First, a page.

The Myers-Briggs system is the brainchild of Isabel Briggs Myers and her mother, Katherine Cook Briggs. The system was originally designed to help the infamous surge of women who entered the workforce for the very first time during World War II. Most of these women had no experience at all in the industrial field, and Isabel and Katherine thought an understanding of personal preferences may help them make what was otherwise a blind choice in an unknown world.

What started out as an interest in Jungian typology and developed in the face of unprecedented need for self-understanding during WWII eventually turned into one of the most powerful self-understanding tools in modern psychology. As Isabel’s son Peter B. Myers says in the forward of her book Gifts Differing, “Her gift has been in repudiating the old, but too commonly held, idea that we are each in various ways a deviation from some ideal ‘normal person’. She replaced it with the recognition that each of us is born with different gifts, with unique imprints of how we prefer to use our minds and values and feelings in the business of living every day.”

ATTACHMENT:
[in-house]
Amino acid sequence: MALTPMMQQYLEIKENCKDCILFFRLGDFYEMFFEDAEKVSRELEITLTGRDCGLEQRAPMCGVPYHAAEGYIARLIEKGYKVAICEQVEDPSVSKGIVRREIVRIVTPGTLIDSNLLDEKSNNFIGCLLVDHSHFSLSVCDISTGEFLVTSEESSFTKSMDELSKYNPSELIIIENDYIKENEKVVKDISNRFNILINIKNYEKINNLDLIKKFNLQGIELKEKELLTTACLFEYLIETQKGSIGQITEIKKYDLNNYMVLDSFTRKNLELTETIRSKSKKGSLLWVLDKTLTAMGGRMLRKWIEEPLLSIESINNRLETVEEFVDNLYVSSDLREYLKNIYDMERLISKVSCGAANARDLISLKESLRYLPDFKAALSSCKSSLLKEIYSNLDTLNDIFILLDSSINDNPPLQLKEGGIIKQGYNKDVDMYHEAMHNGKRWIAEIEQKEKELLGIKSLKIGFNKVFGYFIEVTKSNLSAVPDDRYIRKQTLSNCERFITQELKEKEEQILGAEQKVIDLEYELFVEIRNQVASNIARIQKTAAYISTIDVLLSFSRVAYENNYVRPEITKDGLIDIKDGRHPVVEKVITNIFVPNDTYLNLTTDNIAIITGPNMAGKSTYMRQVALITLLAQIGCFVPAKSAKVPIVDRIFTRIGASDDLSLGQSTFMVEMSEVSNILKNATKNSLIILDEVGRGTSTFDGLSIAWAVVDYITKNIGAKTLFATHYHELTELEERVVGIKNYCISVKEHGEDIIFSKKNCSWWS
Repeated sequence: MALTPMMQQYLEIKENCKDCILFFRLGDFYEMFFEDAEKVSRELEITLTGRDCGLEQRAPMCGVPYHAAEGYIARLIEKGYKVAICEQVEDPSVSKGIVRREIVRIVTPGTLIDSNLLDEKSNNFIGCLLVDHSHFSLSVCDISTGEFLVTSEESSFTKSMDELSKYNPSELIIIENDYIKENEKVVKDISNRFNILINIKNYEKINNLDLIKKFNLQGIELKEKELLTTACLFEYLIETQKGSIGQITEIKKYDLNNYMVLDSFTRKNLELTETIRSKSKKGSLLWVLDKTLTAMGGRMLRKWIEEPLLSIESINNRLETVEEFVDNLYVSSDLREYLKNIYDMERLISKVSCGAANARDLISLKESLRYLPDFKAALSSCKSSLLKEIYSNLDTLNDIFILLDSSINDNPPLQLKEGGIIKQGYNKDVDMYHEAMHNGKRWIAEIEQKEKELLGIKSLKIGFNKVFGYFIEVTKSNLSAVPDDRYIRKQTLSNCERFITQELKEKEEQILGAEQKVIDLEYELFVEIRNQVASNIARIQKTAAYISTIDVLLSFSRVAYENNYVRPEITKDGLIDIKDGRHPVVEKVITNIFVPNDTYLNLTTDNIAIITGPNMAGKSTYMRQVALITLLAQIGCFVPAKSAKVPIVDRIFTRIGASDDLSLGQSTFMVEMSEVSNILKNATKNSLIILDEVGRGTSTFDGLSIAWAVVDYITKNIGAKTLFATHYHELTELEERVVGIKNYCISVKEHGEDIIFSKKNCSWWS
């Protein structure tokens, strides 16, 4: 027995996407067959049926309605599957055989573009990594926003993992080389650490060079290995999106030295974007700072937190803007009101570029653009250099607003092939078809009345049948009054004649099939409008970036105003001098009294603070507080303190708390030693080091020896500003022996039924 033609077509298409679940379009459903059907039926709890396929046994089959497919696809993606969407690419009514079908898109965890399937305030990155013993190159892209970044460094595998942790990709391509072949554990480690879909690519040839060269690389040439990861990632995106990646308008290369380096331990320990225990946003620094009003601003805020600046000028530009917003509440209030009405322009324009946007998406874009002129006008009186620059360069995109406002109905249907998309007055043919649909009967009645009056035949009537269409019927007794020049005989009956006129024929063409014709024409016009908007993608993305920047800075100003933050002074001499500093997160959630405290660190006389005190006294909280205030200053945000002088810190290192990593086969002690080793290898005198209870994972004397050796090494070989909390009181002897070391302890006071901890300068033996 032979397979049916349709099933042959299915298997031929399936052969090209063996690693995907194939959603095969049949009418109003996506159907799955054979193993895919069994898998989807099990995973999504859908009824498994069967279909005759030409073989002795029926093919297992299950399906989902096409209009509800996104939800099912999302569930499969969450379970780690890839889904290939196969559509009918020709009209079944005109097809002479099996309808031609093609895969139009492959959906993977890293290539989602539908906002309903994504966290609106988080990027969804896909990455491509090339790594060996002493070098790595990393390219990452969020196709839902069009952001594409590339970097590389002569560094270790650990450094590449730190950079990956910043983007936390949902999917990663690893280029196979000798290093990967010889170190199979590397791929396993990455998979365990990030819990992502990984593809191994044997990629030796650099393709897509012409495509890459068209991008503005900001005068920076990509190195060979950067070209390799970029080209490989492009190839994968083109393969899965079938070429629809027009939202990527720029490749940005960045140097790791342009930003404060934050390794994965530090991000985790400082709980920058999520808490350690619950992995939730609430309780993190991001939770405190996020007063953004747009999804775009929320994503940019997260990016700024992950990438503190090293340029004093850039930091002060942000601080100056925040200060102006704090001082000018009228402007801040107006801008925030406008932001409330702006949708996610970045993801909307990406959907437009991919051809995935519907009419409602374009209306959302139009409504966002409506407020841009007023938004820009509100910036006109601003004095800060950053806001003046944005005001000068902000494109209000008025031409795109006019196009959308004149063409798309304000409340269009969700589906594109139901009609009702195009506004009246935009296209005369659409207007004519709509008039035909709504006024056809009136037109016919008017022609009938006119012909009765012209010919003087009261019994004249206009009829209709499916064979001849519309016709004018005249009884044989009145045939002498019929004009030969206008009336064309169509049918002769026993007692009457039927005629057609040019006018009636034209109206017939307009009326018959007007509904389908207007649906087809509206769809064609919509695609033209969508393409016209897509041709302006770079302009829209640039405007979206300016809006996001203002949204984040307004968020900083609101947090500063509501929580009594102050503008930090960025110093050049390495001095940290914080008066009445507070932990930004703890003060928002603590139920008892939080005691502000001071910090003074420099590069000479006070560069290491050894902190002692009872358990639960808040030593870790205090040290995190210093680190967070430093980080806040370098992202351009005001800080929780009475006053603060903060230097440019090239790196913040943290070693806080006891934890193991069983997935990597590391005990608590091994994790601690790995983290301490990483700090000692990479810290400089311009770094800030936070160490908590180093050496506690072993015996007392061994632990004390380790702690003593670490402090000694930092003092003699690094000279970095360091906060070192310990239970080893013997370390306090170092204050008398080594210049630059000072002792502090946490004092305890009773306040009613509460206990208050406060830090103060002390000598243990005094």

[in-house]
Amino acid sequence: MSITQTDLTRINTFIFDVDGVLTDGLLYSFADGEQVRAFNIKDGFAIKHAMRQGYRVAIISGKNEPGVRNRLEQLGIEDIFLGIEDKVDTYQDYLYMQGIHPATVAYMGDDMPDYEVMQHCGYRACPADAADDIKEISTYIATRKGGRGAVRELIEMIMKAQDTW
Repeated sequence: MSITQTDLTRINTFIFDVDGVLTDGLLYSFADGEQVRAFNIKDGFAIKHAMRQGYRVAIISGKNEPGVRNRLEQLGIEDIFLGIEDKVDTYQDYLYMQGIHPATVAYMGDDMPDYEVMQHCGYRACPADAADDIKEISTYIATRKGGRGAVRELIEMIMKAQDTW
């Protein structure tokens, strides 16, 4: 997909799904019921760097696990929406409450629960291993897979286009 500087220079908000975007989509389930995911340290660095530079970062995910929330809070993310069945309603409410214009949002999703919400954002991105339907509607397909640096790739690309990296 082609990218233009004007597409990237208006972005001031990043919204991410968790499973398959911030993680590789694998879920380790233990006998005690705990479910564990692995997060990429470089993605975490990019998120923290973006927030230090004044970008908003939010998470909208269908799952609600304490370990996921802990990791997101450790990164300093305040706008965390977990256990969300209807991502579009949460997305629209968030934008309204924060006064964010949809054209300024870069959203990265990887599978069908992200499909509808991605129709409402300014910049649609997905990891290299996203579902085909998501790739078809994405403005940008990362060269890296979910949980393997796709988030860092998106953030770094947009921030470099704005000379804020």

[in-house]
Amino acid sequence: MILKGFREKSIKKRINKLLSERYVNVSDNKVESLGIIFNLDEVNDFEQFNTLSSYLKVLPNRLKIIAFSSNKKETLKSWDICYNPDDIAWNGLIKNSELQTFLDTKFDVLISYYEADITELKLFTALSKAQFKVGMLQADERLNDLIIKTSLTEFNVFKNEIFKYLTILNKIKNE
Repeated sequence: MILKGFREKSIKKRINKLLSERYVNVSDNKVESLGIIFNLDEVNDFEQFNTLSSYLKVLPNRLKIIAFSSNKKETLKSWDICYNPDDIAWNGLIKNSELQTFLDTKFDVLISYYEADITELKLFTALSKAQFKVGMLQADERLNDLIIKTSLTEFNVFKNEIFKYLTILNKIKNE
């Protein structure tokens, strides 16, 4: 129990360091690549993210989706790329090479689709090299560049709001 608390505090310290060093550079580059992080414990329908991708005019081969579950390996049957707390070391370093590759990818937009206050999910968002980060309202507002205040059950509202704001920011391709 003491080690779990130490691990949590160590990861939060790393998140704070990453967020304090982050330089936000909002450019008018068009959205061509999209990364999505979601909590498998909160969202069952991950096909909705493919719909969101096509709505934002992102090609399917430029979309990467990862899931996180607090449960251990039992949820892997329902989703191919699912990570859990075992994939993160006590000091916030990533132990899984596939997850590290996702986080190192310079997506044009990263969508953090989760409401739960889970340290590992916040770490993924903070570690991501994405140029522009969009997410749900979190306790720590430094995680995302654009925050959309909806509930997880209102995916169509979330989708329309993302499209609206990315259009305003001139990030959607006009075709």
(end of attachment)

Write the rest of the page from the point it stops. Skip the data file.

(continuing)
Once you know your type within the Myers-Briggs system, a dump truck full of information becomes clear: how your mind processes information (which helps us optimize learning and problem-solving in business and school), how you best make decisions (helping guide you on the right paths to take romantically, secularly and personally), how you communicate, behave, live and love.

If you get good enough at it, you also have access to that information in others. The power of this information is endlessly applicable and never ceases to amaze me in its accuracy.

The Myers-Briggs system also gives us the one thing we don’t know we need until we get it: permission to be ourselves.